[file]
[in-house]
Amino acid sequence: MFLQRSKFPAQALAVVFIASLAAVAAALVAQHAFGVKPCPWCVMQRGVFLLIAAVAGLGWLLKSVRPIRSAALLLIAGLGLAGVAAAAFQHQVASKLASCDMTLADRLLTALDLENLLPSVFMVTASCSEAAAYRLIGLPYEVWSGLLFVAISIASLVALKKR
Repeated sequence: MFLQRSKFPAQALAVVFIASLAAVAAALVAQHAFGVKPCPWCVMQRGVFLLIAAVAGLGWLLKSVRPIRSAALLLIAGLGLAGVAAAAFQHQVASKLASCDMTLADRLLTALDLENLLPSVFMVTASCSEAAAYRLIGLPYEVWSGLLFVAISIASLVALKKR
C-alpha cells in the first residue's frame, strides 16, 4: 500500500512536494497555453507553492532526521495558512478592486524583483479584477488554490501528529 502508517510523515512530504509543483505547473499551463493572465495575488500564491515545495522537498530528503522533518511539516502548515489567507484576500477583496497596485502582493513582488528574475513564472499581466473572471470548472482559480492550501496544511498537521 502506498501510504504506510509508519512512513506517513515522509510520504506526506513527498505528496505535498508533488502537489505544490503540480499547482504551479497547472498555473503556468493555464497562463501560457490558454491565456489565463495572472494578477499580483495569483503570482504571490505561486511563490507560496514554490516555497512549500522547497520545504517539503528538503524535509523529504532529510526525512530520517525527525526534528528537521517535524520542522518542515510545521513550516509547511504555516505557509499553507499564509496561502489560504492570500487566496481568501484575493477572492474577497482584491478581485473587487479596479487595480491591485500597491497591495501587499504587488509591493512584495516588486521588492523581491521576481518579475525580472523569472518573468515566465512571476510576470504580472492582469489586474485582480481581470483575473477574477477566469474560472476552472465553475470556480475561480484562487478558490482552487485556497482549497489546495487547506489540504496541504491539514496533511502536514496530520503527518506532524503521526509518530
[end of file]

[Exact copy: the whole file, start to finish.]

[in-house]
Amino acid sequence: MFLQRSKFPAQALAVVFIASLAAVAAALVAQHAFGVKPCPWCVMQRGVFLLIAAVAGLGWLLKSVRPIRSAALLLIAGLGLAGVAAAAFQHQVASKLASCDMTLADRLLTALDLENLLPSVFMVTASCSEAAAYRLIGLPYEVWSGLLFVAISIASLVALKKR
Repeated sequence: MFLQRSKFPAQALAVVFIASLAAVAAALVAQHAFGVKPCPWCVMQRGVFLLIAAVAGLGWLLKSVRPIRSAALLLIAGLGLAGVAAAAFQHQVASKLASCDMTLADRLLTALDLENLLPSVFMVTASCSEAAAYRLIGLPYEVWSGLLFVAISIASLVALKKR
C-alpha cells in the first residue's frame, strides 16, 4: 500500500512536494497555453507553492532526521495558512478592486524583483479584477488554490501528529 502508517510523515512530504509543483505547473499551463493572465495575488500564491515545495522537498530528503522533518511539516502548515489567507484576500477583496497596485502582493513582488528574475513564472499581466473572471470548472482559480492550501496544511498537521 502506498501510504504506510509508519512512513506517513515522509510520504506526506513527498505528496505535498508533488502537489505544490503540480499547482504551479497547472498555473503556468493555464497562463501560457490558454491565456489565463495572472494578477499580483495569483503570482504571490505561486511563490507560496514554490516555497512549500522547497520545504517539503528538503524535509523529504532529510526525512530520517525527525526534528528537521517535524520542522518542515510545521513550516509547511504555516505557509499553507499564509496561502489560504492570500487566496481568501484575493477572492474577497482584491478581485473587487479596479487595480491591485500597491497591495501587499504587488509591493512584495516588486521588492523581491521576481518579475525580472523569472518573468515566465512571476510576470504580472492582469489586474485582480481581470483575473477574477477566469474560472476552472465553475470556480475561480484562487478558490482552487485556497482549497489546495487547506489540504496541504491539514496533511502536514496530520503527518506532524503521526509518530